Shaping the future of Indigenous excellence


Portrait of Adrian Lerma, senior director of development for Tribal Nations at the ASU Foundation

Adrian Lerma, senior director of development for tribal nations at the ASU Foundation. Photo by Joel Farias Godinez/ASU Enterprise Partners

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When Adrian Lerma’s grandmother passed away in 2011, she reflected on her life and legacy as she grieved. Lerma, senior director of development for tribal nations at the ASU Foundation, was suddenly struck with a sense of responsibility. Who would guide and shape her to become the leader her community needed?

Lerma, born and raised in the Navajo Nation, knew she wanted to positively influence and impact Indigenous women the way her grandmother had. An undergraduate at Northern Arizona University studying women and gender studies, she applied for an internship with the Institute for Tribal Environmental Professionals in renewable energy solutions.

She interviewed for the role with Beth Osnes, a theater and environmental studies professor at the University of Colorado. During the interview, Lerma and Osnes formed an instant connection and began brainstorming projects and solutions that would serve the Navajo Nation. Lerma got the internship, and together with Osnes, co-founded the Navajo Women's Energy Project in 2012, incorporating interactive aspects of theater, improv and poetry to envision a clean energy future. The project brought together women of all backgrounds from ages 5 to 90.

Lerma's path and passion led her to work with Eagle Energy, which provides small-scale solar technology to off-grid communities in the Navajo Nation.

Later, she co-founded the Native American Business Incubator Network, which focuses on diversifying local economies and reducing dependence on resource extraction.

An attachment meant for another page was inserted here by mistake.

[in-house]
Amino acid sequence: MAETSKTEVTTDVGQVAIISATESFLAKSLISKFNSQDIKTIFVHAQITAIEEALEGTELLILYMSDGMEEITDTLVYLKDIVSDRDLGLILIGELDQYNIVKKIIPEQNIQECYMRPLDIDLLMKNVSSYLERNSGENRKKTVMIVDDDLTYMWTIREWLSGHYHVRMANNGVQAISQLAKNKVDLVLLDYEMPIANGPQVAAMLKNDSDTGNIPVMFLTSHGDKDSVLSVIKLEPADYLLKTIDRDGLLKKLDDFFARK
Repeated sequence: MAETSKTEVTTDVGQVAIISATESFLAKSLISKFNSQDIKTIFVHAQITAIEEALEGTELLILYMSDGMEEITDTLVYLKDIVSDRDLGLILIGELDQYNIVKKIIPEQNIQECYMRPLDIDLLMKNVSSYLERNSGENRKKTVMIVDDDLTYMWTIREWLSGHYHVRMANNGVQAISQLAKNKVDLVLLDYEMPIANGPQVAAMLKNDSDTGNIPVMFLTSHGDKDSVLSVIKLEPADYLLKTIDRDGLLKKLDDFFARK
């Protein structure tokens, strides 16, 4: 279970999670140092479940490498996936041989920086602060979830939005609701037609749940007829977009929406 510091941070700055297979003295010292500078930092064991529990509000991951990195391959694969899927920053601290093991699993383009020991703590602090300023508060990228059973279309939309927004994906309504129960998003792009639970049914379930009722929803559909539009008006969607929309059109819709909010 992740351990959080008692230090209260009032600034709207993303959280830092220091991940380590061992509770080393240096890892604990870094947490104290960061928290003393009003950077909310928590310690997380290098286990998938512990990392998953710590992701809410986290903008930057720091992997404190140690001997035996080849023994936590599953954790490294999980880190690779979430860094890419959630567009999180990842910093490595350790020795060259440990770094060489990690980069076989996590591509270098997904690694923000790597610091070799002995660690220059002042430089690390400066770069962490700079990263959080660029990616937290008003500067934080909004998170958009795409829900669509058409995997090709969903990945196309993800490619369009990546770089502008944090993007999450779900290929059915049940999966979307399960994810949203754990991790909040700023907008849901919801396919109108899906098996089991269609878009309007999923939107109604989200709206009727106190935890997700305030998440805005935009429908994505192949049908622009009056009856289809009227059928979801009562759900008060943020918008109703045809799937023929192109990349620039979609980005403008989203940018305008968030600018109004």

In 2019, she took on a role with Diné College and continued her community development and empowerment journey.

Throughout her career, she has combined her deep roots within her community with a passion for education, environmental sustainability and economic development.

ASU News spoke with Lerma during Native American Heritage Month to learn more about her commitment to shaping the future of Indigenous excellence.

Editor's note: Responses have been edited for length and clarity.

Question: You said your initial goal when you began college was empowering Indigenous women. What sparked that goal?

Answer: I am Diné, born and raised on the Navajo Nation in the small community of Tuba City, Arizona. My clans are Naakai Dine’é — Naash't'éezhí Tábaahá  Tł'izhíłání  Táchiinii. This identity is my guide in everything I do. The tribe I’m from is matrilineal, meaning that women carry the bloodline. This uniquely positions women as pillars of their clan, their home and their community. When I was an undergrad, I didn’t know exactly what I wanted to do, but I understood that I had a responsibility as a young lady to do something meaningful. 

A professor of mine, Tom Holm, once said, “Every breath you take is a political statement!” He expressed that the system is not set up for Native American people to thrive, so we have a responsibility to use our breath and the life we’ve been given to change the system so it benefits us. I remember feeling the enormity of the responsibility he was setting on our shoulders to think, strategize and act intentionally. But his words inspired me. So I set a simple goal: Do work that was going to empower Indigenous women. And that is what led me to do the work I’ve done over the past 11 years. And it’s expanded beyond just women to include all Indigenous people from all nations. 

Q: What brought you to the ASU Foundation?